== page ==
Fake Advisors and Real InvestorsWith more than 310,000 “financial advisors” in the U.S., using a very broad definition, why is it so hard to find good advice? Mostly because the grand majority (about 85%) of these “advisors” are actually brokers or dually registered advisors/brokers where they sell investment or insurance products and earn commissions. Only a small percentage are truly independent advisors. An even smaller portion are both independent advisors and Certified Financial Planner® professionals providing comprehensive financial planning.

It’s Difficult to Decipher the Difference

Effective October 1, 2019, the newly revised CFP Board Code of Ethics and Standards of Conduct will require CFP®’s to act as a fiduciary when providing financial advice to clients. While not perfect and long overdue, this is a positive step toward separating out the distinction so badly obscured by brokers and others parading around as financial advisors. In reality, they are fake advisors.

We should not expect consumers to decipher that a broker calling herself a “fee based” advisor really just means she is charging some type of fee but is also receiving commissions or kickbacks from investment and insurance products.

Particularly at times of life transitions, e.g. selling a business, death of a spouse, a new marriage, it is critically important to understand exactly how an advisor works and if they sell stuff. Just because someone is “nice” or goes to your church does not mean they are a real financial advisor.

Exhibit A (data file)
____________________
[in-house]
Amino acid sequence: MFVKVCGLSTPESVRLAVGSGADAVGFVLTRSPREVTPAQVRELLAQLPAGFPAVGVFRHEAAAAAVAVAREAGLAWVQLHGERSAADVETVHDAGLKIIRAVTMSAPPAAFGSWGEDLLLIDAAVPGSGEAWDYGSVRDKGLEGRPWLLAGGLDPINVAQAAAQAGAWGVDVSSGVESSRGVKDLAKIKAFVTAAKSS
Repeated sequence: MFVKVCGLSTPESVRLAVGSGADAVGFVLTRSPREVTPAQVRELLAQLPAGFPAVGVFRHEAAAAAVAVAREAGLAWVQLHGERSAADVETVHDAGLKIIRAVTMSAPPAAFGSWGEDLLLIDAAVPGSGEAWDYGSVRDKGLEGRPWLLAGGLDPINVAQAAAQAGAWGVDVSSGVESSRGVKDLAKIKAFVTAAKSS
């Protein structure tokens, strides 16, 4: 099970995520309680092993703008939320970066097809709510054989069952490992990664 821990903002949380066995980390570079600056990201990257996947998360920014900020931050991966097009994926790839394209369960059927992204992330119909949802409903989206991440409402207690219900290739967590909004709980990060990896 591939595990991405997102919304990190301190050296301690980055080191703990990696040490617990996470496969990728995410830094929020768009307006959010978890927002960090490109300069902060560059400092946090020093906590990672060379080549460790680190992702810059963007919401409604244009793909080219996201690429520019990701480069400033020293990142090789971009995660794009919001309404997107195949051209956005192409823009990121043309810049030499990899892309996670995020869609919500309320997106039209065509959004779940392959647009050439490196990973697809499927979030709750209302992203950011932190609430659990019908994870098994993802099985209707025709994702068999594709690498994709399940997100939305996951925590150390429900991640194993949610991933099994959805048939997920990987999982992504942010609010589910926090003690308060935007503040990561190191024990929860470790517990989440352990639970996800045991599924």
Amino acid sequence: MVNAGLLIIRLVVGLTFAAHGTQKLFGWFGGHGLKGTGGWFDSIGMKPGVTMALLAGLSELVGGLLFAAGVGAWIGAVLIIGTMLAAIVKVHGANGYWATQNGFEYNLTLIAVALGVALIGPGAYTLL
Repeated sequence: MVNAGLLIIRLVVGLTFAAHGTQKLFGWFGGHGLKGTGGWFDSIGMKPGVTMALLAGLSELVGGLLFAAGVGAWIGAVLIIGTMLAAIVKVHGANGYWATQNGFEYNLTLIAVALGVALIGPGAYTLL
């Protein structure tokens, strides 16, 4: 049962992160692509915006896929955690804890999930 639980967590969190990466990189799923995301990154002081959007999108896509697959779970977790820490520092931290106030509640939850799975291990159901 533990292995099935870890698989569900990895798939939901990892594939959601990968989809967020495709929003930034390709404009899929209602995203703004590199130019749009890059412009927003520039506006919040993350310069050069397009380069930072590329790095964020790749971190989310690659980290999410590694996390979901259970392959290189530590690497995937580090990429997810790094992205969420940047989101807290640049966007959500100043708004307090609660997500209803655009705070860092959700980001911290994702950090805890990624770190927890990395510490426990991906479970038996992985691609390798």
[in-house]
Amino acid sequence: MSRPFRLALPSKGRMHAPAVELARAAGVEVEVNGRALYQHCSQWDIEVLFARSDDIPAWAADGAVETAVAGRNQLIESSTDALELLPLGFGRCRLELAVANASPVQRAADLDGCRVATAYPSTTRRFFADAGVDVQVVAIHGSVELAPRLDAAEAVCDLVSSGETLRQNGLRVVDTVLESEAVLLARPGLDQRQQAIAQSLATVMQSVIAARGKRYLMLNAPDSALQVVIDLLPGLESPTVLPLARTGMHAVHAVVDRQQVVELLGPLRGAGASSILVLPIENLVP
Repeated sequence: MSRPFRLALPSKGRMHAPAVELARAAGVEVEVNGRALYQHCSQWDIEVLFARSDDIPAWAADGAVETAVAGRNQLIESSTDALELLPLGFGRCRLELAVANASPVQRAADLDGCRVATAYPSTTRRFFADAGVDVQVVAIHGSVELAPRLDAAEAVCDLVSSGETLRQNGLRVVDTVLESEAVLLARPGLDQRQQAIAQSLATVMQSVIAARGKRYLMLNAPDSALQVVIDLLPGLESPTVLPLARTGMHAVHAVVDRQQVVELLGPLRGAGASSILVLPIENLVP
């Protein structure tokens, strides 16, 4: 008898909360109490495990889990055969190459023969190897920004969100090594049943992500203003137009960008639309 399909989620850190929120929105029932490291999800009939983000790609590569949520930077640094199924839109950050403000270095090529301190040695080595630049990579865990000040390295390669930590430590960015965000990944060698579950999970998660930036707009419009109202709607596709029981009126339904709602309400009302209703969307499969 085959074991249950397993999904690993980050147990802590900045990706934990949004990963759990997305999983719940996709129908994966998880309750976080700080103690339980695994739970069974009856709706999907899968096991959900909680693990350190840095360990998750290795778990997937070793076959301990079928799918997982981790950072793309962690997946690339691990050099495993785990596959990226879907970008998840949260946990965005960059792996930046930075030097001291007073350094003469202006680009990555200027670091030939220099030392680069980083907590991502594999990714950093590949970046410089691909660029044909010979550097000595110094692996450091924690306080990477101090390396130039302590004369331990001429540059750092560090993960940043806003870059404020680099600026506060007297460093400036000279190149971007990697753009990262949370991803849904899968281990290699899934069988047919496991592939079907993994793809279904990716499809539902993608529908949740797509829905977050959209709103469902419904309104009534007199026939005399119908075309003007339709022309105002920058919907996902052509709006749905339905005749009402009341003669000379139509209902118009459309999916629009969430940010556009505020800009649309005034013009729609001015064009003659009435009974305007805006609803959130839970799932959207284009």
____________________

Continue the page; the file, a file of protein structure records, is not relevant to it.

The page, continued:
Fake Advisors are Best at Selling

Real investors have real financial issues that simply can’t be remedied by fake advisors. Loading up on expensive investment products won’t move you closer to a secure financial future, but it might help your fake advisor move closer to their goals!

Within a one-mile radius of our office there are probably at least two dozen financial/wealth advisors. Very few, however, are really advisors. Just because the big brokerage firms, banks, and even mutual fund providers have advertisements with buzzwords like “committed,” “dedicated,” or “tailored” does not alter the simple fact that these entities are mostly marketing machines.

The key for investors is to understand that fake advisors are best at selling, not advising. We sometimes see prospective clients who say they work with a financial advisor that they mostly like, but they wonder why he wants to sell them a product every time they meet? Well, that’s what fake advisors do!

The actual “advice” provided by fake advisors runs counter to their assurance of focusing on “your priorities” and overtaxes the credulity of informed investors. If your financial wellbeing is important, seek someone that renders real advice. Start there. Ready for a real conversation?

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